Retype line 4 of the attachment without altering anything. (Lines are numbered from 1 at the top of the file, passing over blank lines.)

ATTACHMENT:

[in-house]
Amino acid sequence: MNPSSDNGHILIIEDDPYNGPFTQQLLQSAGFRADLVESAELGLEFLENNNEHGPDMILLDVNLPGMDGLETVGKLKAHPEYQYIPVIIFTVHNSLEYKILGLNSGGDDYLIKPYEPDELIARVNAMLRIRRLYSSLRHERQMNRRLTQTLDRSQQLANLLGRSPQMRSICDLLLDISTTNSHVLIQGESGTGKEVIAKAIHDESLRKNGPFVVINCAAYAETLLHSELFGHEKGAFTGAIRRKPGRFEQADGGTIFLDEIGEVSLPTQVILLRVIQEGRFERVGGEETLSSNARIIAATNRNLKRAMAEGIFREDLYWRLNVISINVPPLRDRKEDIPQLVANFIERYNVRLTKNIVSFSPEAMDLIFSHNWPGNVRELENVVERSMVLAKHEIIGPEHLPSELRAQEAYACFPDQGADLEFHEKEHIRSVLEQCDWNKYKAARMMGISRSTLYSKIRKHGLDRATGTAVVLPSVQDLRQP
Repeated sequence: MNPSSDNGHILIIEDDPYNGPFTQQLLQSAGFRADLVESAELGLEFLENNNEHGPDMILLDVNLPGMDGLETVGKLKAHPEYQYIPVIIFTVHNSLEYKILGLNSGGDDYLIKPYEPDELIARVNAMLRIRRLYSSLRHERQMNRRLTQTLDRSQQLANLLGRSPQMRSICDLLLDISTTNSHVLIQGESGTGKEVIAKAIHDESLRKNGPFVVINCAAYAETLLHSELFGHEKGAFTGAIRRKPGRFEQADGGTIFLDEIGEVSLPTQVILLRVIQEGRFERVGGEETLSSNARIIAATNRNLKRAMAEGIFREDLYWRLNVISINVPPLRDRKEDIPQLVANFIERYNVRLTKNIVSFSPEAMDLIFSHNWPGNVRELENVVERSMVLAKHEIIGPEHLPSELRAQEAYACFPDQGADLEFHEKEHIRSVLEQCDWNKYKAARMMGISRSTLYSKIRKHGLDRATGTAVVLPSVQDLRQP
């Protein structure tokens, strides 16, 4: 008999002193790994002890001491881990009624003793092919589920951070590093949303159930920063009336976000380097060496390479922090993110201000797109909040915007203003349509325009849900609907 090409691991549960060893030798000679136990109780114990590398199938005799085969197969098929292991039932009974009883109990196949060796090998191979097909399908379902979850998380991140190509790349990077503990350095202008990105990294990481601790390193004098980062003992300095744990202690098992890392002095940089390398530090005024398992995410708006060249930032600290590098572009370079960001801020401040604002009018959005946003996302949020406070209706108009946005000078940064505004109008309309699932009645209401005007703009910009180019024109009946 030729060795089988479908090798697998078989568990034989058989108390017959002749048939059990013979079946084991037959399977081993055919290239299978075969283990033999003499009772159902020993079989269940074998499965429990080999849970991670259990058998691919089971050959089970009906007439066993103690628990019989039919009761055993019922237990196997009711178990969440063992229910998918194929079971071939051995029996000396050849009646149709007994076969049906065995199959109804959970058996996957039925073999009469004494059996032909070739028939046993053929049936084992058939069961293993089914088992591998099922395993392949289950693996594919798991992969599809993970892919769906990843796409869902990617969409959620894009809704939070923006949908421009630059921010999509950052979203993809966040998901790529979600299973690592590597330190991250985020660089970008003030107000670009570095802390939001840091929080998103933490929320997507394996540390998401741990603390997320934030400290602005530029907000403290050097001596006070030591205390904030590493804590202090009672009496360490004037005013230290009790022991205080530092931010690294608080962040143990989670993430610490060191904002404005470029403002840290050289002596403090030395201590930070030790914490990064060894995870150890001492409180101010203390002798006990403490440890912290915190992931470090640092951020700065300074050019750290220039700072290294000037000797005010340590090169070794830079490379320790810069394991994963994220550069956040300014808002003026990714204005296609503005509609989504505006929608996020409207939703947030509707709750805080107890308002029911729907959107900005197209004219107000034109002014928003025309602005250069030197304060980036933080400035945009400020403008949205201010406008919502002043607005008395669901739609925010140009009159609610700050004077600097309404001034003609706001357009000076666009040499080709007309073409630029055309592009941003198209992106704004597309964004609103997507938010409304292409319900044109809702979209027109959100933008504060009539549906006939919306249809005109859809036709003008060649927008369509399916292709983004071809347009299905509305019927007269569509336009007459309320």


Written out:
């Protein structure tokens, strides 16, 4: 008999002193790994002890001491881990009624003793092919589920951070590093949303159930920063009336976000380097060496390479922090993110201000797109909040915007203003349509325009849900609907 090409691991549960060893030798000679136990109780114990590398199938005799085969197969098929292991039932009974009883109990196949060796090998191979097909399908379902979850998380991140190509790349990077503990350095202008990105990294990481601790390193004098980062003992300095744990202690098992890392002095940089390398530090005024398992995410708006060249930032600290590098572009370079960001801020401040604002009018959005946003996302949020406070209706108009946005000078940064505004109008309309699932009645209401005007703009910009180019024109009946 030729060795089988479908090798697998078989568990034989058989108390017959002749048939059990013979079946084991037959399977081993055919290239299978075969283990033999003499009772159902020993079989269940074998499965429990080999849970991670259990058998691919089971050959089970009906007439066993103690628990019989039919009761055993019922237990196997009711178990969440063992229910998918194929079971071939051995029996000396050849009646149709007994076969049906065995199959109804959970058996996957039925073999009469004494059996032909070739028939046993053929049936084992058939069961293993089914088992591998099922395993392949289950693996594919798991992969599809993970892919769906990843796409869902990617969409959620894009809704939070923006949908421009630059921010999509950052979203993809966040998901790529979600299973690592590597330190991250985020660089970008003030107000670009570095802390939001840091929080998103933490929320997507394996540390998401741990603390997320934030400290602005530029907000403290050097001596006070030591205390904030590493804590202090009672009496360490004037005013230290009790022991205080530092931010690294608080962040143990989670993430610490060191904002404005470029403002840290050289002596403090030395201590930070030790914490990064060894995870150890001492409180101010203390002798006990403490440890912290915190992931470090640092951020700065300074050019750290220039700072290294000037000797005010340590090169070794830079490379320790810069394991994963994220550069956040300014808002003026990714204005296609503005509609989504505006929608996020409207939703947030509707709750805080107890308002029911729907959107900005197209004219107000034109002014928003025309602005250069030197304060980036933080400035945009400020403008949205201010406008919502002043607005008395669901739609925010140009009159609610700050004077600097309404001034003609706001357009000076666009040499080709007309073409630029055309592009941003198209992106704004597309964004609103997507938010409304292409319900044109809702979209027109959100933008504060009539549906006939919306249809005109859809036709003008060649927008369509399916292709983004071809347009299905509305019927007269569509336009007459309320």